DARRELL HUCKABY: Funerals call for a personal touch

It seems like I have been to a lot of funerals lately, which tells me something about myself. I have lived long enough to get to the point to where a lot of people I know are dying. Now that’s a strange thing in and of itself. Whenever a person talks about getting older, people are quick to say, “It’s better than the alternative.” Actually that statement is not very scriptural if you believe what the Bible teaches about eternity. We’ll save that discussion for another day. Funerals are on my mind right now.

I will admit that I have given thought to my own funeral as of late. About 18 months ago I was at a funeral and the funeral director came up and asked me about my health, and I told him. He said, “Well, Brother Huckaby, you might as well not even go home.”

I am much better now, thank you, but I still sort of wish I could be like Tom Sawyer and attend my own funeral, just to see how people act and what they had to say. Mark Twain said that we should endeavor to live our lives so that when we die, even the undertaker is sad.

The saddest funerals I have attended are those of my un-churched friends, when it is obvious that the officiating preacher had no knowledge of the person to whom we were saying goodbye. That is sad on so many levels, and I have always wanted someone to make sure that my funeral is preached by someone who knows me well. I have always expected Marshall Edwards to be one of the officiates. Marshall gave me a scare year or so ago when he had a serious heart attack. I called him up and said to him, “Don’t you dare die before I do! You have to preach my funeral. He assured me that he had already recorded my funeral and Sam Ramsey’s funeral and James Hutchins’ funeral and that he had several life-sized cardboard cut-outs to stand behind the pulpit, just in case.

I already knew that Marshall ain’t right, but that clinched it.

Now I told you that to tell you this. When I finally do go, I want a funeral just like Mr. Joe Marrett’s.

Mr. Marrett was the father of my uncle, Jerry Marrett. Actually, Jerry is my wife’s uncle and about my same age, but I have been proud to claim kin with him ever since I married into the family. I have known his daddy on the periphery for the last 30-plus years and have always admired him and always enjoyed being around him when our paths happened to cross, which they did more often than you might suspect. We were both fans of food and often frequented the same establishments.

The past few years it was harder and harder to make Mr. Marrett remember who I was. He was born when Warren G. Harding was president and turned 90 on his last birthday. But not knowing who I was never stopped him from passing the time of day with me. He always had a good word and a funny story — and I loved running into him — whether he was wearing his ten-gallon hat or his railroad engineer’s cap. Mr. Joe was a big man, physically and spiritually, with a larger than life personality. The last time I talked to him was just before Christmas. He was sitting at the counter at Mellow Mushroom, eating shrimp. I was happy to get to talk to him and he spoke to me about the Bible that day. Honesty compels me to admit that I didn’t take in all he was saying because I was a little preoccupied. I was wondering how I could get such good-looking shrimp at Mellow Mushroom.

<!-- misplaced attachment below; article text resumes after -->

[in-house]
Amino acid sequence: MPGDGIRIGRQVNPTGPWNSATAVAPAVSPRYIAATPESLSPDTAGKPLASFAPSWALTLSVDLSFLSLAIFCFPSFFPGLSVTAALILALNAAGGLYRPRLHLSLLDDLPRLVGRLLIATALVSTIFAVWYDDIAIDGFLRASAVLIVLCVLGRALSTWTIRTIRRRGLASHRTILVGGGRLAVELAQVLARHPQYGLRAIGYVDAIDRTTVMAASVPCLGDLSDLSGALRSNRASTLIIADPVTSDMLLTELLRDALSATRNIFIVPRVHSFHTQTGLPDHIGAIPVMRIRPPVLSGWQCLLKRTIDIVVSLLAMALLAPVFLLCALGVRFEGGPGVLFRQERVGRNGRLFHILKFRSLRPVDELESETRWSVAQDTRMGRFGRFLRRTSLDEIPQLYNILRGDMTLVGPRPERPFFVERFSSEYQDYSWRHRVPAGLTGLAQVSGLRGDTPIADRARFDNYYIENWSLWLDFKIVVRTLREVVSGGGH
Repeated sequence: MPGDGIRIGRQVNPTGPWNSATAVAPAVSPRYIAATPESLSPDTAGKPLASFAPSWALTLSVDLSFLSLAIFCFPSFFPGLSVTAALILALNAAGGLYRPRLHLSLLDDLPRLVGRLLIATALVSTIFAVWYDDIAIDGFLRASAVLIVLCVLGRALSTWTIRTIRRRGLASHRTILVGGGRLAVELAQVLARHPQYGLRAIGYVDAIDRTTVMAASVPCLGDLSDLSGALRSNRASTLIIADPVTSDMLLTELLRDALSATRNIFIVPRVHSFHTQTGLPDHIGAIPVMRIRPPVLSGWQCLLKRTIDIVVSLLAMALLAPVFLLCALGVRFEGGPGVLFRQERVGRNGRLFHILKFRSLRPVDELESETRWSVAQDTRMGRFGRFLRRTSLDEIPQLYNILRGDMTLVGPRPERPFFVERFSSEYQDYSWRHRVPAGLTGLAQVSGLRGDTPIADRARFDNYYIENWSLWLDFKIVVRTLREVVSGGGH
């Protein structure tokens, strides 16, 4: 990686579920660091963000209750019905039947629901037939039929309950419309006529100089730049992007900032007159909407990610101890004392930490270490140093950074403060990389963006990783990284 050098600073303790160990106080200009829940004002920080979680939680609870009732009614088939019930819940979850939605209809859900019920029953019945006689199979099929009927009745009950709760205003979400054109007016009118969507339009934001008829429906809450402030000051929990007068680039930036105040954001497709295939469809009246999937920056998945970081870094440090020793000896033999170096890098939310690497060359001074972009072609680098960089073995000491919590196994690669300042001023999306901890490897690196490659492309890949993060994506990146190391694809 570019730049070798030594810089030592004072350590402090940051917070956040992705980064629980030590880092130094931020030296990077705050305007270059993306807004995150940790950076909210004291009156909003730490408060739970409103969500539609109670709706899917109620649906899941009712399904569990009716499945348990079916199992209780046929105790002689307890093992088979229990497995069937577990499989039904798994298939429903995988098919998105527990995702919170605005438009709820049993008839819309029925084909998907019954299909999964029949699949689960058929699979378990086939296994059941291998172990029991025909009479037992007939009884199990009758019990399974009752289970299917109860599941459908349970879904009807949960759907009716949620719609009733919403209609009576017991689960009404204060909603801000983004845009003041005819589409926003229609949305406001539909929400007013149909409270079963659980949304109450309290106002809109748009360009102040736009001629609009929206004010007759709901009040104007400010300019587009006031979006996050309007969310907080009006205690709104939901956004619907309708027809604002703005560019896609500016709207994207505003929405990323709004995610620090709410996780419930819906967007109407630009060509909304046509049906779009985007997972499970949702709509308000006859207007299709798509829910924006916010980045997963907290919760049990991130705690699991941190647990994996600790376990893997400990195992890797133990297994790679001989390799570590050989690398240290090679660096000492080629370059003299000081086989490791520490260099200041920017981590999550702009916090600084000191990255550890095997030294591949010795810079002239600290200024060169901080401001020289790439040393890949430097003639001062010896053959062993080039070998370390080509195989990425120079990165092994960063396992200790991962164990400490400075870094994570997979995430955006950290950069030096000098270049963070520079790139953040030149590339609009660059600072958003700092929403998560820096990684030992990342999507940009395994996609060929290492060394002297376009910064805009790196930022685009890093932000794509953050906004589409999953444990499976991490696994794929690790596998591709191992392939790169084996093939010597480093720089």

But the reason I want my funeral to be like his is because it was so real and so personal. The music included some of my favorites, especially “Amazing Grace” and “Precious Memories.” We had both those done at my mama’s funeral. You could tell that the minister who preached the funeral knew Mr. Marrett well, and had not only served as his minister but had also learned from him. The stories were genuine and appreciated by all the folks who were in attendance. He made them laugh and he made them feel better.

Two of his grandchildren spoke — and it was obvious that they spoke from the heart, too. I would love to have my grandchildren speak at my funeral for several reasons.

The congregation was also given a chance to speak and it was obvious from the heartfelt words of those who chose to testify that Joe Marrett made a big difference in a lot of lives. We had a term for someone like him in Porterdale. He was “much a man.” I can’t give a higher compliment.

I will miss running into Mr. Joe and I will miss hearing stories about what he’s up to from his grandchildren at camp meeting. But I know one thing for sure. Mr. Joe Marrett was a man of God and where he is right now — well, that is better than the alternative. May he rest in peace.